1. Describe at least three ways fire plays a direct or indirect role in your everyday life.
2. Provide some examples of fire safety measures in place in your home or school.
1. What is forest litter?
2. How can a fire create a break in a forest?
3. Explain how a fire can benefit a forest.
4. List three tools used by fire experts at the Southwest Research Institute.
5. Why did the Hindenburg explode and burn?
6. Why are fire safety experts interested in lithium-ion batteries?
7. Why are potential leaks from hydrogen cars in enclosed spaces a concern? And what have scientists learned about how serious these leaks are?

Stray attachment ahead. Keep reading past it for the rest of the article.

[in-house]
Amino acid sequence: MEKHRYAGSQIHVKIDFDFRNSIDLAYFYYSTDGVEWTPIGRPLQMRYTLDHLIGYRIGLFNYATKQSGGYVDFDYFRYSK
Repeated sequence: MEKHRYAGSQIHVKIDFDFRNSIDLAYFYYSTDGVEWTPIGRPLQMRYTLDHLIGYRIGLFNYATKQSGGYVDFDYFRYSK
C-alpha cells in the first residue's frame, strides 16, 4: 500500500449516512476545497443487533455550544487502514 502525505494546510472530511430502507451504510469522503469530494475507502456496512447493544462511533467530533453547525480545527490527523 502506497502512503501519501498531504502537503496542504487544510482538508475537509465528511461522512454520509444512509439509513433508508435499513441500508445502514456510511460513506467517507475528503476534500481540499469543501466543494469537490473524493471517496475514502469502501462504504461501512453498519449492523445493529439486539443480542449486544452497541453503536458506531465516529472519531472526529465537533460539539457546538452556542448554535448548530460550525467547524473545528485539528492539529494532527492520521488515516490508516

8. Describe some of the wildfire questions that experts at the Missoula Fire Sciences Laboratory seek to answer.
9. What is the connection between the mountain pine beetle and wildfires?
1. Why might smaller and more frequent fires be better for a forest than larger and less frequent fires?
2. Refer to the story and calculate about many people died in fires in the United States in 1977.
1. Research which states face the greatest threat from the mountain pine beetle. Is your home state among then? Why or why not? And what other concerns does the beetle pose to forests?
2. Survey the materials and vegetation around your home or school. Do they pose a risk of fire? How vulnerable is your neighborhood to wildfires? What changes to the landscape or the buildings in your neighborhood would increase or decrease that risk?
S. Ornes. Burning to learn. Science News for Students. March 14, 2014.